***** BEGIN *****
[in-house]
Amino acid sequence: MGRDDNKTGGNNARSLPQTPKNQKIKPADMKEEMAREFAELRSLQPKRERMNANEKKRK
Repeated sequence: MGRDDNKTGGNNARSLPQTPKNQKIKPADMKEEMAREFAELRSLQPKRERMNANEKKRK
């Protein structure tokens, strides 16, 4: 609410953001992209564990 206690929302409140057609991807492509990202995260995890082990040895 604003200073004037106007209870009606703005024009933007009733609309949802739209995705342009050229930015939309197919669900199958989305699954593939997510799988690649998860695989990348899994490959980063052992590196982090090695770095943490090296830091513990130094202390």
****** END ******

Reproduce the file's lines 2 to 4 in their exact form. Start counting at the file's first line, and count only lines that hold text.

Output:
Amino acid sequence: MGRDDNKTGGNNARSLPQTPKNQKIKPADMKEEMAREFAELRSLQPKRERMNANEKKRK
Repeated sequence: MGRDDNKTGGNNARSLPQTPKNQKIKPADMKEEMAREFAELRSLQPKRERMNANEKKRK
């Protein structure tokens, strides 16, 4: 609410953001992209564990 206690929302409140057609991807492509990202995260995890082990040895 604003200073004037106007209870009606703005024009933007009733609309949802739209995705342009050229930015939309197919669900199958989305699954593939997510799988690649998860695989990348899994490959980063052992590196982090090695770095943490090296830091513990130094202390």